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Pac-Man and Metroid were a stretch, I’ll be honest with you. They illustrated the points I wanted them too, but neither are true horror games. However, coming onto the DS we find the first, full blooded, down to its core, horror game on this list. Dementium, is probably the closest we’ve come to having Doom 3 in the palm of your hands. It’s a first person horror shooter set almost entirely in pitch black with loud, hunting and twisted monsters bearing bearing down on you in the dark. It’s hard to do it justice, but this game really works. Being trapped in a crammed corridor, seeing barely anything but hearing the nearby groans of a creature you know is just waiting for you to turn your back is the bread and butter of the Horror genre and its all on full display here. It’s not perfect, far from is. The game becomes a bit formulaic as it goes on and seen one monster, seen them all. Plus it has this peculiar habit of wrestling control away from you just to show you something it thinks is scary, but loses its impact happening out of game play. But its the closest we’ve come to something genuinely scary in you hands… except there’s one game that does even better on the new generation of Nintendo’s hand held hardware.

Nintendo 3DS – Resident Evil Revelations

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Please allow me to make a few grandiose statements about this game before I actually talk about it. Not only is this the best Horror game on a hand held, not only is this the best Resident Evil game on a hand held, it is the best Resident Evil game since 4. Why you ask? Well I’m glad you did.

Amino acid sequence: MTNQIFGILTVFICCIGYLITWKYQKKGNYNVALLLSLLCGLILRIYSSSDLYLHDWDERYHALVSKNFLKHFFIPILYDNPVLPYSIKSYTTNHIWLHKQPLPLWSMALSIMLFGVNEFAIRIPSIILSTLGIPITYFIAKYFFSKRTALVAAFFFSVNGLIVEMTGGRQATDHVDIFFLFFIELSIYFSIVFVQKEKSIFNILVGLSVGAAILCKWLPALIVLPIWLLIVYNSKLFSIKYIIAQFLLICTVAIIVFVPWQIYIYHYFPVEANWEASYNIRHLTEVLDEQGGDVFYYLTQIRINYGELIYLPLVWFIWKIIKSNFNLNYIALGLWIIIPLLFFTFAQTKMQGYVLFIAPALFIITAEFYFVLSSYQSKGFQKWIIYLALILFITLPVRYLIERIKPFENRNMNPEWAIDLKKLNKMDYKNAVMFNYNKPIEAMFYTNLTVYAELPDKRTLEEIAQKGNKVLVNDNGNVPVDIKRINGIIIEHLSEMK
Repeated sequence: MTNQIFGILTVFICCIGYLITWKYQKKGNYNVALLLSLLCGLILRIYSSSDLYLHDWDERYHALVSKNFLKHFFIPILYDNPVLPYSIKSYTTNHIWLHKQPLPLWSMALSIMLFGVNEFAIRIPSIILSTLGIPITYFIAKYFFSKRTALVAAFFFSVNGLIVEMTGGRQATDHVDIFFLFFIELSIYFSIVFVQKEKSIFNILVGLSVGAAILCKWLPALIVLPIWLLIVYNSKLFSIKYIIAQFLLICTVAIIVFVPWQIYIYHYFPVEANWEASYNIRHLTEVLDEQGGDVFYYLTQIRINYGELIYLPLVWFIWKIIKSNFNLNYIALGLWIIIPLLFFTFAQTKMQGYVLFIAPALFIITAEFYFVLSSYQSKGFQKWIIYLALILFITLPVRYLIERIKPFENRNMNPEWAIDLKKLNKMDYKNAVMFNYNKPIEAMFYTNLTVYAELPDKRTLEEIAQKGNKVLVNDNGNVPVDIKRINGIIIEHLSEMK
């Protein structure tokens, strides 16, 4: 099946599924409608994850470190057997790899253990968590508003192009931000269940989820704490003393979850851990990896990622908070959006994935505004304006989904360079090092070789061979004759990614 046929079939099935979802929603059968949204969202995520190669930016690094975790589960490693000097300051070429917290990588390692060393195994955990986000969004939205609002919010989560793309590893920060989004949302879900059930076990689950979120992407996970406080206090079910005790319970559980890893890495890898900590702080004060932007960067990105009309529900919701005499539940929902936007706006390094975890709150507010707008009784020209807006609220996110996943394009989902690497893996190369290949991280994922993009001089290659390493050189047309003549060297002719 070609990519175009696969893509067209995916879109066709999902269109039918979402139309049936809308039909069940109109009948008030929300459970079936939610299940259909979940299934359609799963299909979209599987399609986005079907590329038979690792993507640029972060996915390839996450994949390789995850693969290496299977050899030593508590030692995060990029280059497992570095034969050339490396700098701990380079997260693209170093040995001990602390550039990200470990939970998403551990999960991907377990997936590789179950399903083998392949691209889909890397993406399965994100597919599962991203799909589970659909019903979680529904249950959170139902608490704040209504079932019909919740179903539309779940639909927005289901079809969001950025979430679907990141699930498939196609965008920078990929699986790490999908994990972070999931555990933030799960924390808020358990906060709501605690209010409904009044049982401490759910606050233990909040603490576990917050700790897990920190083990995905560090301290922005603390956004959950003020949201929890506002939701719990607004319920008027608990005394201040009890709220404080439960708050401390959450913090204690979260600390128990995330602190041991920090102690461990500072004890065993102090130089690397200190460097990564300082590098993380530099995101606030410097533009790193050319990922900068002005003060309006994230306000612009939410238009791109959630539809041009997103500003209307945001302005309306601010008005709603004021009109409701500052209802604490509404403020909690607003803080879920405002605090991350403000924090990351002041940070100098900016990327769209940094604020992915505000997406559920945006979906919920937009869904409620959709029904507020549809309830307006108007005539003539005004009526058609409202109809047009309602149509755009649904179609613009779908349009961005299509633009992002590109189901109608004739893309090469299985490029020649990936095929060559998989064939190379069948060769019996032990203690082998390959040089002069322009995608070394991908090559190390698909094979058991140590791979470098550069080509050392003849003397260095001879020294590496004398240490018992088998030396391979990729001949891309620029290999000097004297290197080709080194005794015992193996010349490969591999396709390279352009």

Like its ill fated predecessor this too takes place on board a ship set adrift. Jill Valentine and her new partner Parker climb aboard to prevent bio-terrorist from releasing a deadly weapon that would mutate all the creatures in the sea. The story is a little mismatched from here on out, but surely that’s expected of an RE game by this point. The real star of the show here is how well crafted the environment is. The abandoned ship motif has been done before, but never as well as it has been done here. The ship sways and loses power and floods as it tries to stay above the water and the feeling of isolation is very well crafted, especially impressive considering you have a partner with you for most of the game. All this atmosphere wouldn’t mean a thing if there isn’t anything for you to fear meeting in the dark, and the creature design here is excellent. All the monsters (barring the returning ones) are based on deep sea animals, already terrifying enough without the introduction of a dangerous mutagen. The slobber and sway in an unsettling manner and they also have the uncanny ability to liquify themselves and appear from nowhere at any time. The most upsetting enemies though are the former humans who all function as boss fights, and it is a rare treat when the scariest element of a game is the boss fights let me tell you. They all seem to retain some element of their humanity post transformation and seem to somewhat mourn their new form. Furthermore items are once again scare and managing your resources is key, not so much as it was in the first 3 games, but far beyond what 5 and 6 managed. So all the things I love are here and in force, but unfortunately this game too makes takes some missteps. Capcom seem to be under the impression that horror on its own won’t sell and occasionally forces you to play a chapter as another character in which you gun down waves of enemies without ever a care for your supplies or ever feeling any dread at facing your enemies. These chapters are without a doubt the nadir of the game, but even so they are still pretty good, the only reason they stand out so much is because the main mission, trudging through he abandoned cruise liner, is so strong.

It is a shame that Horror is so rare now a days. I don’t know where the assumption that horror games don’t sell has come from especially considering how well games like Amnesia have been doing, and considering how well received the actual horror element of Revelations was over the action orientated romp of Resident Evil 6. The good news is that Horror game will still be coming out though, Reneged Kid will be releasing Moon Chronicles episodically through the eStore and the father of the genre Shinji Mikami will soon be releasing The Evil Within with looks so…. GOSH DANG IT!